SAVE Network Partners in Switzerland
(domestic breeds and useful plants)
|Pfrundweg 14, CH-5000 Aarau|
Switzerland is a country with a number of different regions, each with its own climatic conditions and topography. This is reflected in the great diversity of local varieties of cereals, fruit trees (particularly cherry), vegetable and forage crops. Conservation of PGR in Switzerland is carried out by both, public and private organizations. Some of the public organizations, such as the Federal research stations have been working actively on this topic for more than 90 years and private organizations started their activities 20 years ago.
This decentralised approach requires a coordinating body to oversee the activities. In 1991 Dr. G. Kleijer initiated the creation of a commission on plant genetic resources, the Swiss Commission for the Conservation of Cultivated Plants (CPC), which is supported financially by the Federal Office of Agriculture. Members are representatives of private and public organizations.
The principle aim of the CPC is to promote conservation of genetic diversity of cultivated plants. The main task of the secretariat is the coordination and information of the activities in crop genetic resources conservation at the national level. For this purpose the secretariat collaborates with all institutions involved in the conservation and utilization of cultivated plants. One of the first tasks of the CPC was to undertake an inventory of all organizations and institutes involved in describing species and the number of accessions conserved. These data were updated in 1996, revealing that 14 private and 13 public organizations are maintaining more than 19 000 accessions of 240 species.
Ex situ conservation is the main method of maintaining the collections through seed genebanks and field collections. Collecting activities and the establishment of genebanks have been initiated mainly in response to breeding programmes. Local varieties of cereals were first collected around 1900 by the Federal Research Station for Plant Production (RAC), Nyon.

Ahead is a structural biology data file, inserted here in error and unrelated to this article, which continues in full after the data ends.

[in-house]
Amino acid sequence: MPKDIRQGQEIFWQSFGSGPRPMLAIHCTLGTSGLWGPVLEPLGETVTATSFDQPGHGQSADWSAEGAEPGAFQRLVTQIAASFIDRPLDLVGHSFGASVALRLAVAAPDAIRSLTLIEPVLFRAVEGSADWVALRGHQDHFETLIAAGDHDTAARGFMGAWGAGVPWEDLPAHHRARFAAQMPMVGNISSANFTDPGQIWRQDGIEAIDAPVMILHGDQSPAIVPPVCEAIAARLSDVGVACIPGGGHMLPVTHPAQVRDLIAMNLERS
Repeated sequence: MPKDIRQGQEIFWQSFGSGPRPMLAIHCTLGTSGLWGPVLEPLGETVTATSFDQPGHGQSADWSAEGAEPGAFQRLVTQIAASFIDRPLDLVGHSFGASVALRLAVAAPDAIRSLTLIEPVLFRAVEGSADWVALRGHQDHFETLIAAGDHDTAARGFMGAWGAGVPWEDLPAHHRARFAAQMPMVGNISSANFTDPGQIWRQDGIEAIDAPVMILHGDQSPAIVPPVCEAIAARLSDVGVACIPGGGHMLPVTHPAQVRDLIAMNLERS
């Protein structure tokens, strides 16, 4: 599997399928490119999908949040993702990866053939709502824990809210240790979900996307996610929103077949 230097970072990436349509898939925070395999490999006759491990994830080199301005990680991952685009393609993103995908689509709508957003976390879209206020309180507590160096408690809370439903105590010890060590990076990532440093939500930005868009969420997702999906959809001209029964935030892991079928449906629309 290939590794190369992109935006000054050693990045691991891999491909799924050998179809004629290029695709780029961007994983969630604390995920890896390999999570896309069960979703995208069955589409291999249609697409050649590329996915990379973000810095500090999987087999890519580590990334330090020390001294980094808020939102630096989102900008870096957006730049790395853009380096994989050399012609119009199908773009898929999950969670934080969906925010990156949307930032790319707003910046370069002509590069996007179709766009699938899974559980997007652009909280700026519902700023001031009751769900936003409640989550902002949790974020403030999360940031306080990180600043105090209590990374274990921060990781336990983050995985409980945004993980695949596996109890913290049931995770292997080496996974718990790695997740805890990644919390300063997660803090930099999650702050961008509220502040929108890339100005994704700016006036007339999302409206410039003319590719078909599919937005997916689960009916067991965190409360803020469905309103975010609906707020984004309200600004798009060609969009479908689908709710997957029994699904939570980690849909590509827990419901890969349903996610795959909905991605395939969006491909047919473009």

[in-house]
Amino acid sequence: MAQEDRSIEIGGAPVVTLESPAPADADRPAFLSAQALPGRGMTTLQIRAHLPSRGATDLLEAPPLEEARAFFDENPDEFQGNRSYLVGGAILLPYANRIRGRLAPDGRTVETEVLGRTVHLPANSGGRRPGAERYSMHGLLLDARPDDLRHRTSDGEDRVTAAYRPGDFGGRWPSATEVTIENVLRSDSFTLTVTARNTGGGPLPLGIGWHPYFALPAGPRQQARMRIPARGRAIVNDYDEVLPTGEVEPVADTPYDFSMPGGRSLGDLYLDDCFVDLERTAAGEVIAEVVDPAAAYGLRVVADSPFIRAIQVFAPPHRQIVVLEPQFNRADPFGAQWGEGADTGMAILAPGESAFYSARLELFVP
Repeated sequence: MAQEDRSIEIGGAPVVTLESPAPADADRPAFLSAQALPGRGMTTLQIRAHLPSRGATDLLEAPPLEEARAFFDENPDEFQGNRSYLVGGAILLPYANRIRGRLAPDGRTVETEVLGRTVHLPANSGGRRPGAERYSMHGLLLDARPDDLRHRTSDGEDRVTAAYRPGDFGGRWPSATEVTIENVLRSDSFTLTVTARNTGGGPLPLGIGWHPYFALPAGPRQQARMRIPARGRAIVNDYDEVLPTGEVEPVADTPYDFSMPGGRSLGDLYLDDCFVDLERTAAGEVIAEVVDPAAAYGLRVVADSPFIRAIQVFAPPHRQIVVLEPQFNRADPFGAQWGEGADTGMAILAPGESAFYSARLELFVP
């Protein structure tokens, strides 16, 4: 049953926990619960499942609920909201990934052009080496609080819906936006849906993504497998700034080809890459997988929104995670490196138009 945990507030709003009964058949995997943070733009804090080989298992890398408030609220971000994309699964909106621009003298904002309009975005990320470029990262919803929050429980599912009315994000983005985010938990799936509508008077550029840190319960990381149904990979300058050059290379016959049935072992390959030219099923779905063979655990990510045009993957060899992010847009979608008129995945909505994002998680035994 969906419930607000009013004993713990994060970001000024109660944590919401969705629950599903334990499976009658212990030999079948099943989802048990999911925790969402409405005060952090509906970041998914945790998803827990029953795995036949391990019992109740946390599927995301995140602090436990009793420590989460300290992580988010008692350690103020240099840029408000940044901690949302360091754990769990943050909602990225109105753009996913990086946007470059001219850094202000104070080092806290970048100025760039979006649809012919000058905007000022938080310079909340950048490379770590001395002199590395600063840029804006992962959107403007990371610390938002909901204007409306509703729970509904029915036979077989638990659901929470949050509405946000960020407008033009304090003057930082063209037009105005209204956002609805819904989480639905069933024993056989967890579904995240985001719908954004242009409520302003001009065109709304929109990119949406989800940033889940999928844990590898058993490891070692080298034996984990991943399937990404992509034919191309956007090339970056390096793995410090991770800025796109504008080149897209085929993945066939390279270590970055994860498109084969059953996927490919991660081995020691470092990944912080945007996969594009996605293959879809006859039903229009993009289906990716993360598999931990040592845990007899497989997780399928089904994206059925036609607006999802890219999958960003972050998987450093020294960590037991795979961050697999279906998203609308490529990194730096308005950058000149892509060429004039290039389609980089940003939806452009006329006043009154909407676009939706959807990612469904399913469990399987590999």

Old and local varieties of fruit trees are maintained in orchards, arboreta and field collections. Conservation of fruit trees is undertaken mainly by private organizations, the Swiss Association for the Protection of Fruit Heritage (Fructus) and 'Pro Specie Rara'. Exhibitions demonstrating the rich genetic diversity of fruit trees are held regularly. These events are targeted at both the general public and at a governmental level, aiming at raising awareness of the importance of these conservations. Another initiative by the private organization Association for the safeguard of the Baroche is prompting in situ conservation of the landscape of Canton Jura, especially high prune trees. Farmers are encouraged to conserve old varieties in their orchards and to sell the fruits.'Pro Specie Rara' is undertaking on farm conservation by encouraging individuals to conserve landraces (particularly vegetables and cereals) in their gardens. Of the 100 wild species of aromatic and medicinal plants found in Switzerland, 25 are included on the national red list of endangered species. RAC has initiated a breeding program to study medicinal and aromatic species and to introduce them into mountainous regions where production of other crops is difficult. Accessions of these species are maintained in field collections or as seeds.
|Swiss Commission for the Conservation of Cultivated Plants (CPC)|
|Domaine de Changins, Postfach 254, CH-1260 Nyon 1|